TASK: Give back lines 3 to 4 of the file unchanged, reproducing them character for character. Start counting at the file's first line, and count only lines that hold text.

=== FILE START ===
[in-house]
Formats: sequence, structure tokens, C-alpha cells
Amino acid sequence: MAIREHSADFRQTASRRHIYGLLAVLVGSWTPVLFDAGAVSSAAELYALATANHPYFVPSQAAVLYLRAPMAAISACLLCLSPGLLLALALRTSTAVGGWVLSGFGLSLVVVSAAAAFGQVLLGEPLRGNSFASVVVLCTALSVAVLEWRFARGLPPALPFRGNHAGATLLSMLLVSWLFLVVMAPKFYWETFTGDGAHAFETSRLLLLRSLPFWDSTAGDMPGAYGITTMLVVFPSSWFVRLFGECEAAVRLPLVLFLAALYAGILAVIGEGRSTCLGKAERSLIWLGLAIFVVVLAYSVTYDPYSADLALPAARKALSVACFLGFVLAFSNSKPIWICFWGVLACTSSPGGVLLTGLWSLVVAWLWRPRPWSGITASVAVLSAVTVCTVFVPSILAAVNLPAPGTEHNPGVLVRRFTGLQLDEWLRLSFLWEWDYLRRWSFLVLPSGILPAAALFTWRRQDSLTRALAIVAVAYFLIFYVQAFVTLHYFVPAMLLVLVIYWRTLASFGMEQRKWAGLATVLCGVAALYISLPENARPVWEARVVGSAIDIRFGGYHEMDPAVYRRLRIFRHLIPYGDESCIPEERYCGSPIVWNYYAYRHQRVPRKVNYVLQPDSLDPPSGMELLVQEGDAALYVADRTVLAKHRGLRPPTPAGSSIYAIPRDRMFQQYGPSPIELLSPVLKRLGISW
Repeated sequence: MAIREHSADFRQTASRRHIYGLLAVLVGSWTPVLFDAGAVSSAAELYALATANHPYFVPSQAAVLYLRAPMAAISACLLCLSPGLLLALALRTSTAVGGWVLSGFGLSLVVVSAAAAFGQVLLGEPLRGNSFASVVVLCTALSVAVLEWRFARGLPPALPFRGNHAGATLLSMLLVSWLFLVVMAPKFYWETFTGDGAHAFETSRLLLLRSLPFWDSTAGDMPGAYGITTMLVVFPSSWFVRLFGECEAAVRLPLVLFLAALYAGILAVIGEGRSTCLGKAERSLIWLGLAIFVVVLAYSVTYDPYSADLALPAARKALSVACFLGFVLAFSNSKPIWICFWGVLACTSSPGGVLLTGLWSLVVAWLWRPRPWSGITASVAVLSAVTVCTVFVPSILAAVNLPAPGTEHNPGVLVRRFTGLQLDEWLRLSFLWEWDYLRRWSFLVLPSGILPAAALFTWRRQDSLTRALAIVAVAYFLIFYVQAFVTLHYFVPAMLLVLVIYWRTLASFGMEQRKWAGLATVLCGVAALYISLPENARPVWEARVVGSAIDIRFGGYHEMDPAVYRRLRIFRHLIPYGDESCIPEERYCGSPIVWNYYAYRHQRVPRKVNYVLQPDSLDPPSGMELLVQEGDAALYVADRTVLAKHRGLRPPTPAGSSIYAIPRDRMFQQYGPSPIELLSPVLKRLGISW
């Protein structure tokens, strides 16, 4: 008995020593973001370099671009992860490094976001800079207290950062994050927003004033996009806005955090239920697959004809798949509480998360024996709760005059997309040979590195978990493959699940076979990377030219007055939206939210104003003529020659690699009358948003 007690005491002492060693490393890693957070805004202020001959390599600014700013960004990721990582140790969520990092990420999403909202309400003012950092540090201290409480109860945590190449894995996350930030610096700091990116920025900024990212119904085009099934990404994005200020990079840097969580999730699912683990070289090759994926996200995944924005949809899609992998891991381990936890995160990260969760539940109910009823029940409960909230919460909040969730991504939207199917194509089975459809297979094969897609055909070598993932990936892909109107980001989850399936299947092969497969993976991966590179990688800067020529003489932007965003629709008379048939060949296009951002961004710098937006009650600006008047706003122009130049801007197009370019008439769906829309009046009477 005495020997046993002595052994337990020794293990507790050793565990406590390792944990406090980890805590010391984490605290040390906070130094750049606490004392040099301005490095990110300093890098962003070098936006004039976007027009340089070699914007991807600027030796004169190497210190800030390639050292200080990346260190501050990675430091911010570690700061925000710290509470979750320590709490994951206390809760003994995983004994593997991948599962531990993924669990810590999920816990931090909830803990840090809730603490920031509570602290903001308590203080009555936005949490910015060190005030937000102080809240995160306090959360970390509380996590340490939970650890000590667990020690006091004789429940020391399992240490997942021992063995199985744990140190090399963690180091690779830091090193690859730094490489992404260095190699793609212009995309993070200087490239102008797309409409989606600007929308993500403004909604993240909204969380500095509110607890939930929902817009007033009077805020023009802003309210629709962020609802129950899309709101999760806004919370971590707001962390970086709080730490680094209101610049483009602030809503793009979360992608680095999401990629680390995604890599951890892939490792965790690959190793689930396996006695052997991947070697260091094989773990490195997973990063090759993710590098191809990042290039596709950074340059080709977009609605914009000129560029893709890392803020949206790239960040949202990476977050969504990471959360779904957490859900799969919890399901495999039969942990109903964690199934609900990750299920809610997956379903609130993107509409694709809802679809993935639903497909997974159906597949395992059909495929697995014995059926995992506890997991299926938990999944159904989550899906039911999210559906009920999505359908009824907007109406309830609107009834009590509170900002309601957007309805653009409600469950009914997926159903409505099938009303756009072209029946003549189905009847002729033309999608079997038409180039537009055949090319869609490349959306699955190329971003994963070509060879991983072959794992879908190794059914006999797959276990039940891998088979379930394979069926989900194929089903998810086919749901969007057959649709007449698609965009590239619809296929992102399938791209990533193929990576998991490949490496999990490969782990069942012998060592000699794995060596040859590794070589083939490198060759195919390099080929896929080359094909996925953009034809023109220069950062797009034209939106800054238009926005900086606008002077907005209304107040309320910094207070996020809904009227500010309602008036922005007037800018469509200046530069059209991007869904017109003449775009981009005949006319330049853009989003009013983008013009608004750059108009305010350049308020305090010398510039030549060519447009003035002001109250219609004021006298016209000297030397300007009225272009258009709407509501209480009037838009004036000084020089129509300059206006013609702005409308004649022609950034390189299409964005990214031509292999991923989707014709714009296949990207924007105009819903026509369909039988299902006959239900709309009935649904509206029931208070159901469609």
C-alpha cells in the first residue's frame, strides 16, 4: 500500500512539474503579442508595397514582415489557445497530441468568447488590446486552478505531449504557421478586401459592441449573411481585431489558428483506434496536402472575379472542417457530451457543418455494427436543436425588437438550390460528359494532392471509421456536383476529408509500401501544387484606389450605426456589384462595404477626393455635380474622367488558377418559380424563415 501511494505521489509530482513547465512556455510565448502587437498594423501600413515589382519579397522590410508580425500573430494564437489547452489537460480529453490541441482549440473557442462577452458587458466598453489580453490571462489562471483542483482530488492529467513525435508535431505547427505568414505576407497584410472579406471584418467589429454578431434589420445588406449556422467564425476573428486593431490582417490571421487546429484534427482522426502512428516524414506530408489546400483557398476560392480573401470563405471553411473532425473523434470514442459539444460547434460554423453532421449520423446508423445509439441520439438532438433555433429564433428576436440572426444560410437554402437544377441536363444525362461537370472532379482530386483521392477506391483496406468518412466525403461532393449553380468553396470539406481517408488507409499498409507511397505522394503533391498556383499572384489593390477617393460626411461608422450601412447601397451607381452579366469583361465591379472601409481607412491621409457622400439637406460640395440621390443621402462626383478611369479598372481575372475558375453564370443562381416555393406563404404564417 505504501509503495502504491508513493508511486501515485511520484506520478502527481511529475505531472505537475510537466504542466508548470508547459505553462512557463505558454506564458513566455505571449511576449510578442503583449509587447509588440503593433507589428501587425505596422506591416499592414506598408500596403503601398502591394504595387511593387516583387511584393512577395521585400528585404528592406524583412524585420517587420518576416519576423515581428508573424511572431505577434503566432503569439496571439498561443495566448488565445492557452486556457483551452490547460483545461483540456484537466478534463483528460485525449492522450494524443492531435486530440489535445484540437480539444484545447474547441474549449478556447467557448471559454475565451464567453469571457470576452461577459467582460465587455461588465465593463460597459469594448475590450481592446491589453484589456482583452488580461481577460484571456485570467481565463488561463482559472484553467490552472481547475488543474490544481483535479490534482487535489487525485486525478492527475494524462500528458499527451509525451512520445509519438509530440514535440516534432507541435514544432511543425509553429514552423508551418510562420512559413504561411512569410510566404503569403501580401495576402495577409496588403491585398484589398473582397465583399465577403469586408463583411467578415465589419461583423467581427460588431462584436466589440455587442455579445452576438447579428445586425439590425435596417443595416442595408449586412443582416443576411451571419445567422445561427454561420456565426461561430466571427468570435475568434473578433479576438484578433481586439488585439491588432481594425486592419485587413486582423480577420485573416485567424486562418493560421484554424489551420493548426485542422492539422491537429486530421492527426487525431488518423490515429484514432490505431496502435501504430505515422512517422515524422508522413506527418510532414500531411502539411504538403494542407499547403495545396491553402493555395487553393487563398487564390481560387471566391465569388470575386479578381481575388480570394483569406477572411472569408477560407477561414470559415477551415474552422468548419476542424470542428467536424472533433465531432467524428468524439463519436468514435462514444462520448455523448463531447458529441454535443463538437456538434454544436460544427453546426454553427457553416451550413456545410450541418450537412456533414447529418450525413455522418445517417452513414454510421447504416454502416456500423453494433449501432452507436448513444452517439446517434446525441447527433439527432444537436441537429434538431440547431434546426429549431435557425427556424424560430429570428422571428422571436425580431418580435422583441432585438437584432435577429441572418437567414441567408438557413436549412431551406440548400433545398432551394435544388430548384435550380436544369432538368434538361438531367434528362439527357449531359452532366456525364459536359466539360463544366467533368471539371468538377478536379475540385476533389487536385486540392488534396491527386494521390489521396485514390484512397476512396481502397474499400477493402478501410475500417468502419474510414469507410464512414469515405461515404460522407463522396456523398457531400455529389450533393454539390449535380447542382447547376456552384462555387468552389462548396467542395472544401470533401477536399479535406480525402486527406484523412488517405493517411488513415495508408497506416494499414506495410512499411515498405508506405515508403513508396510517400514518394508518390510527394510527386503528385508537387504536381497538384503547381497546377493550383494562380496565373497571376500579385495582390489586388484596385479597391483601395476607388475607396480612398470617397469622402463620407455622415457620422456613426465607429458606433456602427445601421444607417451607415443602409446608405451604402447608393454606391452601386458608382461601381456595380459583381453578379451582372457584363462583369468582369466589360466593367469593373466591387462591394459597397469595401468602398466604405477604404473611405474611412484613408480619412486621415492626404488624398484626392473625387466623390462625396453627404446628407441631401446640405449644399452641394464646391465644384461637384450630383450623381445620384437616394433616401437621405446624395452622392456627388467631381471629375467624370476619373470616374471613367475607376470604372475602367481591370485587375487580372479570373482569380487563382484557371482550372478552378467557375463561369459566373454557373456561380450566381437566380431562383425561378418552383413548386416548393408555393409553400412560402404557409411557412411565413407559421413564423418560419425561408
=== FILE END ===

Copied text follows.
Amino acid sequence: MAIREHSADFRQTASRRHIYGLLAVLVGSWTPVLFDAGAVSSAAELYALATANHPYFVPSQAAVLYLRAPMAAISACLLCLSPGLLLALALRTSTAVGGWVLSGFGLSLVVVSAAAAFGQVLLGEPLRGNSFASVVVLCTALSVAVLEWRFARGLPPALPFRGNHAGATLLSMLLVSWLFLVVMAPKFYWETFTGDGAHAFETSRLLLLRSLPFWDSTAGDMPGAYGITTMLVVFPSSWFVRLFGECEAAVRLPLVLFLAALYAGILAVIGEGRSTCLGKAERSLIWLGLAIFVVVLAYSVTYDPYSADLALPAARKALSVACFLGFVLAFSNSKPIWICFWGVLACTSSPGGVLLTGLWSLVVAWLWRPRPWSGITASVAVLSAVTVCTVFVPSILAAVNLPAPGTEHNPGVLVRRFTGLQLDEWLRLSFLWEWDYLRRWSFLVLPSGILPAAALFTWRRQDSLTRALAIVAVAYFLIFYVQAFVTLHYFVPAMLLVLVIYWRTLASFGMEQRKWAGLATVLCGVAALYISLPENARPVWEARVVGSAIDIRFGGYHEMDPAVYRRLRIFRHLIPYGDESCIPEERYCGSPIVWNYYAYRHQRVPRKVNYVLQPDSLDPPSGMELLVQEGDAALYVADRTVLAKHRGLRPPTPAGSSIYAIPRDRMFQQYGPSPIELLSPVLKRLGISW
Repeated sequence: MAIREHSADFRQTASRRHIYGLLAVLVGSWTPVLFDAGAVSSAAELYALATANHPYFVPSQAAVLYLRAPMAAISACLLCLSPGLLLALALRTSTAVGGWVLSGFGLSLVVVSAAAAFGQVLLGEPLRGNSFASVVVLCTALSVAVLEWRFARGLPPALPFRGNHAGATLLSMLLVSWLFLVVMAPKFYWETFTGDGAHAFETSRLLLLRSLPFWDSTAGDMPGAYGITTMLVVFPSSWFVRLFGECEAAVRLPLVLFLAALYAGILAVIGEGRSTCLGKAERSLIWLGLAIFVVVLAYSVTYDPYSADLALPAARKALSVACFLGFVLAFSNSKPIWICFWGVLACTSSPGGVLLTGLWSLVVAWLWRPRPWSGITASVAVLSAVTVCTVFVPSILAAVNLPAPGTEHNPGVLVRRFTGLQLDEWLRLSFLWEWDYLRRWSFLVLPSGILPAAALFTWRRQDSLTRALAIVAVAYFLIFYVQAFVTLHYFVPAMLLVLVIYWRTLASFGMEQRKWAGLATVLCGVAALYISLPENARPVWEARVVGSAIDIRFGGYHEMDPAVYRRLRIFRHLIPYGDESCIPEERYCGSPIVWNYYAYRHQRVPRKVNYVLQPDSLDPPSGMELLVQEGDAALYVADRTVLAKHRGLRPPTPAGSSIYAIPRDRMFQQYGPSPIELLSPVLKRLGISW